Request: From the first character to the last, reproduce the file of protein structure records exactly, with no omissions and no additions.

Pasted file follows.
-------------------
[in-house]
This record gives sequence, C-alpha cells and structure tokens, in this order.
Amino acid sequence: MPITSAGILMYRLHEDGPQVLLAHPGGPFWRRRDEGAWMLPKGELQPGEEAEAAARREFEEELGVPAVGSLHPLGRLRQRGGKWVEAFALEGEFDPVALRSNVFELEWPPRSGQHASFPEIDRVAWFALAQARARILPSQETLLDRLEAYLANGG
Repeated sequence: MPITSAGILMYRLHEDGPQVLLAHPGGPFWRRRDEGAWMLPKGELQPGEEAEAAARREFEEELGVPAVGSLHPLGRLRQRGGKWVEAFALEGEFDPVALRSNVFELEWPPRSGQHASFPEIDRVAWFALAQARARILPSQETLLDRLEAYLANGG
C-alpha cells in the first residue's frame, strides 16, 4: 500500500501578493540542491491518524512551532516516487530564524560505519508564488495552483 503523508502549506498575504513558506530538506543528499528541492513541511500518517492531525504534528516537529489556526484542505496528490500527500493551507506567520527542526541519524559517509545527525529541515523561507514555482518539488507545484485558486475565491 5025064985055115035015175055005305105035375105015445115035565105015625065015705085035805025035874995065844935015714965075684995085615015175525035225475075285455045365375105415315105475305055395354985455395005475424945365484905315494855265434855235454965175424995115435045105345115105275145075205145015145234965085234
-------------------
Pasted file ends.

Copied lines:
[in-house]
This record gives sequence, C-alpha cells and structure tokens, in this order.
Amino acid sequence: MPITSAGILMYRLHEDGPQVLLAHPGGPFWRRRDEGAWMLPKGELQPGEEAEAAARREFEEELGVPAVGSLHPLGRLRQRGGKWVEAFALEGEFDPVALRSNVFELEWPPRSGQHASFPEIDRVAWFALAQARARILPSQETLLDRLEAYLANGG
Repeated sequence: MPITSAGILMYRLHEDGPQVLLAHPGGPFWRRRDEGAWMLPKGELQPGEEAEAAARREFEEELGVPAVGSLHPLGRLRQRGGKWVEAFALEGEFDPVALRSNVFELEWPPRSGQHASFPEIDRVAWFALAQARARILPSQETLLDRLEAYLANGG
C-alpha cells in the first residue's frame, strides 16, 4: 500500500501578493540542491491518524512551532516516487530564524560505519508564488495552483 503523508502549506498575504513558506530538506543528499528541492513541511500518517492531525504534528516537529489556526484542505496528490500527500493551507506567520527542526541519524559517509545527525529541515523561507514555482518539488507545484485558486475565491 5025064985055115035015175055005305105035375105015445115035565105015625065015705085035805025035874995065844935015714965075684995085615015175525035225475075285455045365375105415315105475305055395354985455395005475424945365484905315494855265434855235454965175424995115435045105345115105275145075205145015145234965085234